on Tuesday, 11 September 2012. Posted in Community Events
My friends, my brothers and sisters,
The greatest challenge for any person of faith is this: how do I take good from evil?
Eleven years ago today we were confronted with that question and the stark reality that our beloved America is no island, exempt from the terror and tragedy of this turbulent world around us. We learned that we are all in this together, a mere polyglot array of passengers on this fragile ship in which we sail the seas of faith and fate.
In Jewish tradition we are close to the beginning of the New Year, Rosh HaShanah which begins Sunday night. On Rosh HaShanah and again on Yom Kippur, the Day of Atonement, we will chant and read the prayer BeRosh HaShanah yikatevun uvyom tzom Kippur yechateimun, on the day of judgment it is written and on the Day of Atonement it is sealed, who will live and who will die, who by fire and who by water, who by sword and who by falling, who in the fullness of time and who before their time.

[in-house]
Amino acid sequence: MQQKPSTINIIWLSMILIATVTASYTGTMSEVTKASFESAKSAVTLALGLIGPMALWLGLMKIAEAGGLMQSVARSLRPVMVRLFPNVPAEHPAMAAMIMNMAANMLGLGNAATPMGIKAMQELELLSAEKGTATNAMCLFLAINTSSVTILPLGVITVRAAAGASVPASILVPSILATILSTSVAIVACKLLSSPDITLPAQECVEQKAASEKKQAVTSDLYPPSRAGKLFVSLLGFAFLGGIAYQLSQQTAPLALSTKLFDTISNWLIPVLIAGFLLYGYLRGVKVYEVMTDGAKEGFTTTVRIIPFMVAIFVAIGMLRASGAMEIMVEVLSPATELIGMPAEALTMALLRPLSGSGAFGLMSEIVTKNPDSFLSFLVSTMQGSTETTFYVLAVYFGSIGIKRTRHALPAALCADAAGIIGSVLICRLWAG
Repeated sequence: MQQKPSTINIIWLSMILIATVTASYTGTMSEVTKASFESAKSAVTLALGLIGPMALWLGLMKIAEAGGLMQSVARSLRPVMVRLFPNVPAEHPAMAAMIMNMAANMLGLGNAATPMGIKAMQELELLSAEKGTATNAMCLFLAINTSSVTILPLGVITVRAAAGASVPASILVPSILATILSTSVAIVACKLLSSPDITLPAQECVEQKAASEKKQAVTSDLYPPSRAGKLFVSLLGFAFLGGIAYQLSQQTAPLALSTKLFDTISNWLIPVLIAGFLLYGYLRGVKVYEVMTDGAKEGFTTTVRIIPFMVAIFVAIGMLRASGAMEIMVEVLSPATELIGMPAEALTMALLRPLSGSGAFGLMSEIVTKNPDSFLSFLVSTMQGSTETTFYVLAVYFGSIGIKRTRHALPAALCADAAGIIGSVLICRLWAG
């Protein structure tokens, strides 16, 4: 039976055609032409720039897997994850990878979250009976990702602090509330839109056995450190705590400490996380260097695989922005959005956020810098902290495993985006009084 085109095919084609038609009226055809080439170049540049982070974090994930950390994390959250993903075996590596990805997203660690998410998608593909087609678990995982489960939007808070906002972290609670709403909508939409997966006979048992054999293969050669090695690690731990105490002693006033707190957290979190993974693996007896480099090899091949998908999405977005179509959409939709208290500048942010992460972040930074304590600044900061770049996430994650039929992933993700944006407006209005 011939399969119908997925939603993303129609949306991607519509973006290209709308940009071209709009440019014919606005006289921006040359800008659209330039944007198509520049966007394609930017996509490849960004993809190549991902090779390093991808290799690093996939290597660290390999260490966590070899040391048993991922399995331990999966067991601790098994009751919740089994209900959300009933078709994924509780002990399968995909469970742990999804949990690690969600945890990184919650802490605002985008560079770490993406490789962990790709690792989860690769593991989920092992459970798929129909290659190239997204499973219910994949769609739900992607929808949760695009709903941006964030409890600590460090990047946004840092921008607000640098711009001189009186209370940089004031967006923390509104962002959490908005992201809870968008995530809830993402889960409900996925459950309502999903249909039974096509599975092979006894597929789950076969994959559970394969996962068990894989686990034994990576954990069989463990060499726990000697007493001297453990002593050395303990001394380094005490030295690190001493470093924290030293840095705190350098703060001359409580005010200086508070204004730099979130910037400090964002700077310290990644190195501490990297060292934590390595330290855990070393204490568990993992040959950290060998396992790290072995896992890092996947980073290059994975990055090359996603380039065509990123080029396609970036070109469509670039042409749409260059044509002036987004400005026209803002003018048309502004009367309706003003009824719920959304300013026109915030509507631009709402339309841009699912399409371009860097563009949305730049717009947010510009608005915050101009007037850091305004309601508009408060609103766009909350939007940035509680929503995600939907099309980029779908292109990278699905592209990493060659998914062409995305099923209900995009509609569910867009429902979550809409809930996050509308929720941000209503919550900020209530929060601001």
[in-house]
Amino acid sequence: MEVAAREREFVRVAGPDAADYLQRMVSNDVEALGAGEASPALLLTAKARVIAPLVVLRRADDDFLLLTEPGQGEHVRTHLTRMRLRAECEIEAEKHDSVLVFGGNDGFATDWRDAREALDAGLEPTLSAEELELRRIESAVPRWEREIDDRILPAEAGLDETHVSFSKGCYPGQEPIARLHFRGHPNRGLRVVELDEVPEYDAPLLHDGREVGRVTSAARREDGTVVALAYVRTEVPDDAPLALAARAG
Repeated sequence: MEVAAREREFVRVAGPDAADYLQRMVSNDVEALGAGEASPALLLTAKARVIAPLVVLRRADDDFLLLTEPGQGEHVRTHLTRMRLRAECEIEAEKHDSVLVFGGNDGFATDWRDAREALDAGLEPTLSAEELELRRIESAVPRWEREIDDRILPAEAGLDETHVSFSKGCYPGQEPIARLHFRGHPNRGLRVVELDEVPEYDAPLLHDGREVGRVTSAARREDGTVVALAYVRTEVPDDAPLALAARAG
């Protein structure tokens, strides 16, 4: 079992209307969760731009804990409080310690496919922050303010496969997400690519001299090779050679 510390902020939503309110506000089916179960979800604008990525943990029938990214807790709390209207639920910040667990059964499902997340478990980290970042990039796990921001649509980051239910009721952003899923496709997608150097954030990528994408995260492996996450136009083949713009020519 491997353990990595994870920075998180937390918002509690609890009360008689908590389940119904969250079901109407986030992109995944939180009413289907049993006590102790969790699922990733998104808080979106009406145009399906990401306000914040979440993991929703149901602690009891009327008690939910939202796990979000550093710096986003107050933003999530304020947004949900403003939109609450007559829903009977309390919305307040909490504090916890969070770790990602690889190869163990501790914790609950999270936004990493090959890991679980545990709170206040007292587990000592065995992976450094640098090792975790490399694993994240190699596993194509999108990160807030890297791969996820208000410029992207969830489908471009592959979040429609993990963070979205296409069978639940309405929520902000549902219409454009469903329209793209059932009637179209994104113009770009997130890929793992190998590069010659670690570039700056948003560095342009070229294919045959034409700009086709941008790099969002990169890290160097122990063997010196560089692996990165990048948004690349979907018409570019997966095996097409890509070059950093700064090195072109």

At 9/11 we found that each of us, of all backgrounds, in every country, face the same risk and can share the same tragic end. None of us truly knows his or her own fate. And we learned that while we are all different in this essential fact we are all the same. We are all part of one race: the human race. We are all part of one faith: faith in the good that can come of human beings working together, and worshipping together, in our own words and with our own songs.
If there is good that has come out of the evil of 9/11 it is this: that we now are sure that we must come to know each other better, that we must learn from each other, that we must respect each other, that we must learn to love each other, with all our differences, for all our differences.
May we take this lesson into our hearts, and our souls, and then into our homes and our houses of worship and into every part of our lives—at this time, and at all times.
May this be God's will. And, most importantly, may this be our will.